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  • Writer's pictureThe YSI

Mental Health Awareness Week

Ever since I was a child, mental illness has followed me around, like an unwanted and unpleasant imaginary friend – one that no matter how hard I tried to part ways with, would never get the message to leave me alone.

Everywhere I went, it would come along with me – 5 steps behind me, never far enough away that I couldn’t feel its presence, but far enough away that those around me would remain unsuspecting.

I often felt like Peter Pan – except Wendy hadn’t sewn on my mischievious shadow to stop it escaping.

Wendy had permanently attached to me a dark cloud, one I had no chance of escaping.

On the surface, I presented as a typical child. Blonde haired, blue eyed and care free. I played video games, fought with my siblings, dreamed of saving animals and even secured the top spot as Virgin Mary in the school nativity. I was happy. I was loved. I had my family.

But beneath all of that, I was a victim of my environment and my circumstances. I was subjected to horrific abuse that I was too scared to tell my own Dad about. For years, I buried what was happening to me – too young to know it was abuse and unable to really comprehend the lasting effects it would have on me.

I don’t remember lashing out much as a small child, perhaps these memories are overpowered by the reminiscence of the grooming, the beatings and the emotional torture.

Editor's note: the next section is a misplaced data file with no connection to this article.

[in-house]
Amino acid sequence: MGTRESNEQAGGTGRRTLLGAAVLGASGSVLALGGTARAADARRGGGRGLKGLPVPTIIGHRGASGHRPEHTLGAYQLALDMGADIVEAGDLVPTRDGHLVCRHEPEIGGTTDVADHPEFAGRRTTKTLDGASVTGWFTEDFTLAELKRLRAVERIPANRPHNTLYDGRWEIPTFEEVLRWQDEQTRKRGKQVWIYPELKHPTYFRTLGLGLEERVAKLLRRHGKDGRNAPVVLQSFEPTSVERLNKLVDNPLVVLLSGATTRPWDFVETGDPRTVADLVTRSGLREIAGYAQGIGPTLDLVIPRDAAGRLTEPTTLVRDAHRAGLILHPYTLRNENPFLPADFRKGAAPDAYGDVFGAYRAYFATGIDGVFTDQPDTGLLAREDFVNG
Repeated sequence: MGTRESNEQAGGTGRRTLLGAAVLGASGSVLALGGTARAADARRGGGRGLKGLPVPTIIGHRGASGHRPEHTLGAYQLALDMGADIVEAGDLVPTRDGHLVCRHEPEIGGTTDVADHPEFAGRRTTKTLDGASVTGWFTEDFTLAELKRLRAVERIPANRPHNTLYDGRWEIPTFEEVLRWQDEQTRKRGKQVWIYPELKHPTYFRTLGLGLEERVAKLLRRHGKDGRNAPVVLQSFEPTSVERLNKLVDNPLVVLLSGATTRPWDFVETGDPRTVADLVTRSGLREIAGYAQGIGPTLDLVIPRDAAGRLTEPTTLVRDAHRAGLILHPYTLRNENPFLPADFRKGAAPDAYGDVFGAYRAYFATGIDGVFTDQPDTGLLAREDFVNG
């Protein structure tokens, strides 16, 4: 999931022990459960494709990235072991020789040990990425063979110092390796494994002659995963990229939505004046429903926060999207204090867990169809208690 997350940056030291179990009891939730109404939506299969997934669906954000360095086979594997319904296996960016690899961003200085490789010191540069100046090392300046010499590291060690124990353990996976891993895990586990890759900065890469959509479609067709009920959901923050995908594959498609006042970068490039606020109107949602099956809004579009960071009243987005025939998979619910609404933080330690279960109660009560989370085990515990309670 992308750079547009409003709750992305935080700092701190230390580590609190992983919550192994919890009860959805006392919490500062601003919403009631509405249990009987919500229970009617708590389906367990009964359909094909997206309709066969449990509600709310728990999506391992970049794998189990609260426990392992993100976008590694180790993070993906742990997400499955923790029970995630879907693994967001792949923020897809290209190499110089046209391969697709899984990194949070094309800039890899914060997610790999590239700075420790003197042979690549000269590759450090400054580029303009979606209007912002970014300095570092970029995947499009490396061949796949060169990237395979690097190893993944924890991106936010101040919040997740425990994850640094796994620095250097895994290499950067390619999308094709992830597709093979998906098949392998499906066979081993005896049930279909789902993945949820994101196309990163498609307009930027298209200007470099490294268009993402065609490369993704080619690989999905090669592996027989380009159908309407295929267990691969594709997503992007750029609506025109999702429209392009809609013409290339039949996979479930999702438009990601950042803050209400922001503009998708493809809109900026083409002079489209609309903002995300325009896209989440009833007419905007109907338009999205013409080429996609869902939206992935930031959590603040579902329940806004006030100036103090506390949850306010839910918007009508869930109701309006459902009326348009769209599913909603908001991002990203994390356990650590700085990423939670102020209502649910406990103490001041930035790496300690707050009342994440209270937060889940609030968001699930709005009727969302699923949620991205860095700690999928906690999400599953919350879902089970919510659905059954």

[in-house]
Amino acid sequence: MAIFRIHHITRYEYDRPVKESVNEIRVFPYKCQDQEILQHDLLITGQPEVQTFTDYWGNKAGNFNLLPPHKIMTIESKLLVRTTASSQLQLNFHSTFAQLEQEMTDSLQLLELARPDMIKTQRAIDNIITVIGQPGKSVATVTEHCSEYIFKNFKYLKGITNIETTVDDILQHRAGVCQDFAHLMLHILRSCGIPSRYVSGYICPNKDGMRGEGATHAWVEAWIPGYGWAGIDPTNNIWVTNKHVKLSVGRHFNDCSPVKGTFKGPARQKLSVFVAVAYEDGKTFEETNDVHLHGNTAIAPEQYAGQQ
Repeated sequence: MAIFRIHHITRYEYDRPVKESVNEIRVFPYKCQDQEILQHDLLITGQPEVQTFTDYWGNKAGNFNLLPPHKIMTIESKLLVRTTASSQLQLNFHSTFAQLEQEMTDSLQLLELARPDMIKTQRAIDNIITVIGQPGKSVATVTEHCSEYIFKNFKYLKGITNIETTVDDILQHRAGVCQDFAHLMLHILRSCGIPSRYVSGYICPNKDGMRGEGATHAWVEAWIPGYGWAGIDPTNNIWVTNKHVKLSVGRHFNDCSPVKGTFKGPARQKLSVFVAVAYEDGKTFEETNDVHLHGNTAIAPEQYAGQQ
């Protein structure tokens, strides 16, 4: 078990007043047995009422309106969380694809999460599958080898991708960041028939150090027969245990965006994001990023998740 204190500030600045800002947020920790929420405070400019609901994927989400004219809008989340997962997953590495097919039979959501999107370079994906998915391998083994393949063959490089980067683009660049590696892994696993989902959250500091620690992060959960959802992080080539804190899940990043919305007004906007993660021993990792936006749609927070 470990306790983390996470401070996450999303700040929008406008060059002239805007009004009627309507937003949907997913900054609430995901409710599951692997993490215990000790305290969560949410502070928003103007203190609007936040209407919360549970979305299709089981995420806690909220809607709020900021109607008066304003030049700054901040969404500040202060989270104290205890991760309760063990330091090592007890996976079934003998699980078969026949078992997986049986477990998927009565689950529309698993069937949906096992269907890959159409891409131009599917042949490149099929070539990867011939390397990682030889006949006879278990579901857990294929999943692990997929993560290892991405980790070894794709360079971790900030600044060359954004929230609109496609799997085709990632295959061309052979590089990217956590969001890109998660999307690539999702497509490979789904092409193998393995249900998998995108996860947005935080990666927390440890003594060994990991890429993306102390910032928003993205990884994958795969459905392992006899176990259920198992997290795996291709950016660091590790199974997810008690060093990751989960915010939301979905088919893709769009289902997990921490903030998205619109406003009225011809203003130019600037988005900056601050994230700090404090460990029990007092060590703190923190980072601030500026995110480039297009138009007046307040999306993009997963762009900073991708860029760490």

The first time I can remember, however, I was no older than 11. I vividly remember absolutely losing it with my P7 teacher, who was shouting at me for misbehaving in class. I remember shouting back in tears, then storming school to walk straight home. Whilst I don’t remember the consequences this presented to me, I do remember not really being able to explain why I was so emotional – to most people in my life, it seemed to out of the blue.

Looking back, my life was always destined to have some sort of breaking point. So much had already happened before I even reached high school – I didn’t stand much of chance.

I was traumatised by all that had happened to me growing up – it didn’t make sense at the time, it’s only now, after hours and hours of therapy, I can begin to understand it.

My teenage years were my breaking point. Becoming a teenager in itself is already a challenging time for any child, nevermind one with masses of untouched anguish weighing them down.

It wasn’t long before intrusive and suicidal thoughts became a regular occurrence and self-harming became embedded into my daily routine.

The truth is – I hated myself. I found myself repulsive and I really believed everybody in the world would be better off without me. I never felt truly important to anyone. Not one person. I thought if I was to disappear, no one would even notice, let alone care.

These toxic thoughts caused me to shut down, to self destruct. I isolated myself from my peers – only making myself even lonelier. I was lacking Human connection, I was dissociated, lost and suffocating in plain sight.

Soon, all I could feel was numb. The reason I would cut myself, was to force myself to feel. To remind myself that I was in fact alive, no matter how much I didn’t want to be.